Whilst it's not regular EU (Switzerland) we've been here almost 15yrs and are NOT classed as permanent. I'd double check that there's no difference between permanent and non permanent, could easily be the same but worth checking.

As an EU national, you automatically acquire the right of permanent residence in another EU country if you have lived there legally for a continuous period of 5 years. If you fulfil this requirement, you can apply for a permanent residence document, which confirms your right to live in the country where you now live permanently, without any conditions.

This is different from the registration certificate which is compulsory in many countries. The permanent residence document is not compulsory.

But it can be useful when dealing with the authorities or for administrative formalities. The authorities may no longer require you to prove that you have a job, sufficient resources, health insurance, and so on.

https://europa.eu/youreurope/citize...eu-nationals-permanent-residence/index_en.htm

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Ridgeway

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As an EU national, you automatically acquire the right of permanent residence in another EU country if you have lived there legally for a continuous period of 5 years. If you fulfil this requirement, you can apply for a permanent residence document, which confirms your right to live in the country where you now live permanently, without any conditions.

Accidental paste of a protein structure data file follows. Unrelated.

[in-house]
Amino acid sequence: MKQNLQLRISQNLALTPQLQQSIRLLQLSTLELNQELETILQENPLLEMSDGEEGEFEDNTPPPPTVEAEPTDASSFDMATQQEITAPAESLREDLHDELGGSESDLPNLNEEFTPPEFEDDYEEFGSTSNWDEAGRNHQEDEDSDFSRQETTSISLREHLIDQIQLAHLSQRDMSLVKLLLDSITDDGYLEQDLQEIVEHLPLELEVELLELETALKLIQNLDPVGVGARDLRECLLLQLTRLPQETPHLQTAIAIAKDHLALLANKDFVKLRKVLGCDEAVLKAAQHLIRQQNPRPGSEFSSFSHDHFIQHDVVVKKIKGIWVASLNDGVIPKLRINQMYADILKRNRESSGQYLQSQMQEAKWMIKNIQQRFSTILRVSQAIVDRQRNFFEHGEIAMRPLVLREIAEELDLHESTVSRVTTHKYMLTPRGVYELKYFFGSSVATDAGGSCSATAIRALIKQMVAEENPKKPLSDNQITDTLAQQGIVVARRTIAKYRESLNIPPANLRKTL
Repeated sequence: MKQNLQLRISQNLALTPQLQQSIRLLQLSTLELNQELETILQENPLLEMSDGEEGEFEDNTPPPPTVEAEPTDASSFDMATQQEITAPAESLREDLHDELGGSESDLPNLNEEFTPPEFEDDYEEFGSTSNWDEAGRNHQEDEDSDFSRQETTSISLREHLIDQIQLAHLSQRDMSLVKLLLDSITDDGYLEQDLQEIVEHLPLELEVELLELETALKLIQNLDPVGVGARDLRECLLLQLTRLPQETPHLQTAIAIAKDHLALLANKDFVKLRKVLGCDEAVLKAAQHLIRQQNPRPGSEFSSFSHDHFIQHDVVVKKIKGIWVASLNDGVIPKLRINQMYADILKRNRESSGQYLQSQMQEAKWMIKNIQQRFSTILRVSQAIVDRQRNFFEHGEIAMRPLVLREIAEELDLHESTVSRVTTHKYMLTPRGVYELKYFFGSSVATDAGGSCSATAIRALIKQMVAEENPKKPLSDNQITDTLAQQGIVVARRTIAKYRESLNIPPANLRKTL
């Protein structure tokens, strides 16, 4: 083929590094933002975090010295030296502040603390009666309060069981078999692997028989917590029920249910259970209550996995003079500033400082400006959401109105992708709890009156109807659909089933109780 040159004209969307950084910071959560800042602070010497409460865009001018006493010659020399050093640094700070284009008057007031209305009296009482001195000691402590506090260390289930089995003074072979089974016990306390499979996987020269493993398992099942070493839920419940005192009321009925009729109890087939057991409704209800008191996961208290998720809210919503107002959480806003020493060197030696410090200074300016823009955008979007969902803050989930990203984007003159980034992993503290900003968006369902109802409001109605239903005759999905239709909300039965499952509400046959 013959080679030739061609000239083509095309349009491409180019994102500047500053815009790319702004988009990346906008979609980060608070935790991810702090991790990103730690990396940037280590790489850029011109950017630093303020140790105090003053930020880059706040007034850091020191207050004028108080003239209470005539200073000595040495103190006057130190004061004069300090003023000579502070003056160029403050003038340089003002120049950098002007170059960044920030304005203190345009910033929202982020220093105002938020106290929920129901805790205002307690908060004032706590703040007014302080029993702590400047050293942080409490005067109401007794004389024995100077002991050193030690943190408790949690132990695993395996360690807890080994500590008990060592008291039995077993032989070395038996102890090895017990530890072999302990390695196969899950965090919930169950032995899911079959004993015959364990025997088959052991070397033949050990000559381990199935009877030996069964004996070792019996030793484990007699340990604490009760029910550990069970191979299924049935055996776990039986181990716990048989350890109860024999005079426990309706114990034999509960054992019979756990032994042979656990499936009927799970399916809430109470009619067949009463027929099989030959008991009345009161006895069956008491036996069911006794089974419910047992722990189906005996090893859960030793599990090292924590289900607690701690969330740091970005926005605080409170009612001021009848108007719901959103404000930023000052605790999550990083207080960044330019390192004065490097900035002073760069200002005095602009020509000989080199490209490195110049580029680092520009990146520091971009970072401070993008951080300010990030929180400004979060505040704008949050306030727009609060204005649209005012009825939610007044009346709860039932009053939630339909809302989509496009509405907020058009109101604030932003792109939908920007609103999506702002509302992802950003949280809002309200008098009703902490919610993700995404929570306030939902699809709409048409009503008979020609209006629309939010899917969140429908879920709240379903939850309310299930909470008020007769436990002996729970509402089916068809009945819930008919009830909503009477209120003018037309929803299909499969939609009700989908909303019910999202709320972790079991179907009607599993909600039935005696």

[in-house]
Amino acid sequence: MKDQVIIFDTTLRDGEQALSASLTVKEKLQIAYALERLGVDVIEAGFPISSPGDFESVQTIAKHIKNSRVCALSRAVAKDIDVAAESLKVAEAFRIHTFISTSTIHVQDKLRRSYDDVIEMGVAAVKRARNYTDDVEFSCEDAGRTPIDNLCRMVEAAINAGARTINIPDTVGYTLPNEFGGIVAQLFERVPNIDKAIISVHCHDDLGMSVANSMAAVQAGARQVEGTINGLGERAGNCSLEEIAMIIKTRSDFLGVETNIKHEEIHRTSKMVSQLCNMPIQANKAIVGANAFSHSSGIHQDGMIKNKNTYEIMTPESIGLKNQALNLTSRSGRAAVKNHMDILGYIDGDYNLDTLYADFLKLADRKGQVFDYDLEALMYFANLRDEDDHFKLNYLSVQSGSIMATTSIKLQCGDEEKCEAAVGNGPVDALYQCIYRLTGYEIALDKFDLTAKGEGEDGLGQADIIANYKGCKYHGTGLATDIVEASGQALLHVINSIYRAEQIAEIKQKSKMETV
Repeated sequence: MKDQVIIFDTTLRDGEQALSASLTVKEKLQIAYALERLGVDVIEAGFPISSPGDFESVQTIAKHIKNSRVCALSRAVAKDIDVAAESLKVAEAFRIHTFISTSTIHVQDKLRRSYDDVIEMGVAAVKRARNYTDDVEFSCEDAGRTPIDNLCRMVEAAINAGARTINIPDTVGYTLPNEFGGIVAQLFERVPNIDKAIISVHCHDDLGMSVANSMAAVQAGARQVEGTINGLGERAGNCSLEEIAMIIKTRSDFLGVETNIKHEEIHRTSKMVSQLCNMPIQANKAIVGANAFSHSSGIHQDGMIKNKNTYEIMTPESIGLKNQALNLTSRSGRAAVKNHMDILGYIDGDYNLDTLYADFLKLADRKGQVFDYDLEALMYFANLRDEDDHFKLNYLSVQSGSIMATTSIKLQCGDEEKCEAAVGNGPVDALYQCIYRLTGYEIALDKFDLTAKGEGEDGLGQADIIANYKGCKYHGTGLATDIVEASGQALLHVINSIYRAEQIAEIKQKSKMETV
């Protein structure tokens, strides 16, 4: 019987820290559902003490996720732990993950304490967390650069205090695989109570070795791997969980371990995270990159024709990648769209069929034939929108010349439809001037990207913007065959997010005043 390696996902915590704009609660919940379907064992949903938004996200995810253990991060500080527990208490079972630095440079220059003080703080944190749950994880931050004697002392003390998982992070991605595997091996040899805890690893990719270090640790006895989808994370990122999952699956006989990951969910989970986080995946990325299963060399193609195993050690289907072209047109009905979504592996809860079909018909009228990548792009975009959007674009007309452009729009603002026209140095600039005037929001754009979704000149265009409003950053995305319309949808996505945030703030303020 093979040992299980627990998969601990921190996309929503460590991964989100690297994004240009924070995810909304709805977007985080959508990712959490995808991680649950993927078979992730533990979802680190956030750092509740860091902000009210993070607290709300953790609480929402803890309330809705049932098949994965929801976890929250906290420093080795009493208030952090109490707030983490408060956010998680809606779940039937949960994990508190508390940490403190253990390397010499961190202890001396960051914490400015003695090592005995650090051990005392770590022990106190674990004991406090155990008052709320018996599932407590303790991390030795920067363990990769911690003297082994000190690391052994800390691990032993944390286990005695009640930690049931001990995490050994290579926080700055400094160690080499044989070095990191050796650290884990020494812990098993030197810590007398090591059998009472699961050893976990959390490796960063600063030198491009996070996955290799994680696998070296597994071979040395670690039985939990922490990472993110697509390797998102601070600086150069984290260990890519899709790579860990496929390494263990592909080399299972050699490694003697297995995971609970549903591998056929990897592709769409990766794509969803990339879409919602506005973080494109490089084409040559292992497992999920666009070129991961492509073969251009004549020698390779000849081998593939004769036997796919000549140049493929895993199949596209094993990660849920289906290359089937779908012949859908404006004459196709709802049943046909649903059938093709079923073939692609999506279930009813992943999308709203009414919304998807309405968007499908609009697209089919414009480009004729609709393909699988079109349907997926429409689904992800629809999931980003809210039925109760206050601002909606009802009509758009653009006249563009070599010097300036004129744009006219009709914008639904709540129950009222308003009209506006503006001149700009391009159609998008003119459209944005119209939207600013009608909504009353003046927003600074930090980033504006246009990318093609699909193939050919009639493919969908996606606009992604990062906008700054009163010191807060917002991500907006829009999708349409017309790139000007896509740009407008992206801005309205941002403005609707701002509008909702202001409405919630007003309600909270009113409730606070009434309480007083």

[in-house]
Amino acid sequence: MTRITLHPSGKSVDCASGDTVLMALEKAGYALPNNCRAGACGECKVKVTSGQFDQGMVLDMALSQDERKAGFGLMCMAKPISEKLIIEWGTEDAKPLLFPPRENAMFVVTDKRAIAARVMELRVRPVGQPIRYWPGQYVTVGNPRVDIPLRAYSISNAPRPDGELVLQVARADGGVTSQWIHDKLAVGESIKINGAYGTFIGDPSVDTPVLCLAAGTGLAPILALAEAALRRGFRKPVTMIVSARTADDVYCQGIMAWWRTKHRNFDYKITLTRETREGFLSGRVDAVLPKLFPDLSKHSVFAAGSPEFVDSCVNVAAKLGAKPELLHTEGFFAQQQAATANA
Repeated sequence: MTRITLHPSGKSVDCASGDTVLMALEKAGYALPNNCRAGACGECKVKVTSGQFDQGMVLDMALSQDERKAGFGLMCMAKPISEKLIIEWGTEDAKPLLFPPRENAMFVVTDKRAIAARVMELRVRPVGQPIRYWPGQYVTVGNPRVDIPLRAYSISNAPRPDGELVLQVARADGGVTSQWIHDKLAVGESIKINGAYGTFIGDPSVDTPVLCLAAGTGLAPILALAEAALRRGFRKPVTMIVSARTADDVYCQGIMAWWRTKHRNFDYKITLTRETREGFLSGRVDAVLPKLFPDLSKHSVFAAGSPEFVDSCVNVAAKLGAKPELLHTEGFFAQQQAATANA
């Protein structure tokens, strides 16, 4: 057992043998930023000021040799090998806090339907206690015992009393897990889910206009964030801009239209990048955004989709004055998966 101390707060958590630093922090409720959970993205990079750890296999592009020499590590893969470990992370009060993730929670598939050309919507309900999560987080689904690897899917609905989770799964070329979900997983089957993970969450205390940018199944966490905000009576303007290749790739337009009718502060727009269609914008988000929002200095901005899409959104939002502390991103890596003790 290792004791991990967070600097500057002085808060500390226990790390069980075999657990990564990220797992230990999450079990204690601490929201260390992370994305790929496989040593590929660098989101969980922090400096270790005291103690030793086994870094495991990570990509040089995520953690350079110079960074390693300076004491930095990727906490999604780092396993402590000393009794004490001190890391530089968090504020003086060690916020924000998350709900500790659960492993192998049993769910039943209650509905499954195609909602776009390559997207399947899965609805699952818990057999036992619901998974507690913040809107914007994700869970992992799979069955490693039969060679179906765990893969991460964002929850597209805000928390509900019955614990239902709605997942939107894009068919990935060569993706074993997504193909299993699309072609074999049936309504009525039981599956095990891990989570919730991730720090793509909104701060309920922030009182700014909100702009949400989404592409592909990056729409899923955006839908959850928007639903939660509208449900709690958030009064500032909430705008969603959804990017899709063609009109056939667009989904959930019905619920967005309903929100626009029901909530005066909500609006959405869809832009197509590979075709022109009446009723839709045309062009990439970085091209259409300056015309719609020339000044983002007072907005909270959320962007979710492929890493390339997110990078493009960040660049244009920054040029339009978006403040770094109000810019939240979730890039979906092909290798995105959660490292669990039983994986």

This is different from the registration certificate which is compulsory in many countries. The permanent residence document is not compulsory.

But it can be useful when dealing with the authorities or for administrative formalities. The authorities may no longer require you to prove that you have a job, sufficient resources, health insurance, and so on.

https://europa.eu/youreurope/citize...eu-nationals-permanent-residence/index_en.htm

I think there's 2 things here. I believe the OP is asking about if he moves to Poland now, ie it would be in 5yrs when he reaches that status and secondly the 5yrs only gives you an automatic right TO APPLY, the country will decide if you qualify. Still not sure this helps the OP as in any case the status may be irrelevant regarding his question.
 

Augusta08

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I think the simple answer is; if you haven't done it by now, you're too frigging late.

A Carte de Sejour requires you to have 5 years Tax d' Habitation behind you. So do many of the others.

However on the bright side I doubt there's much interets in chasing down individuals, unless you've been naughty in some way.
 
Aug 18, 2014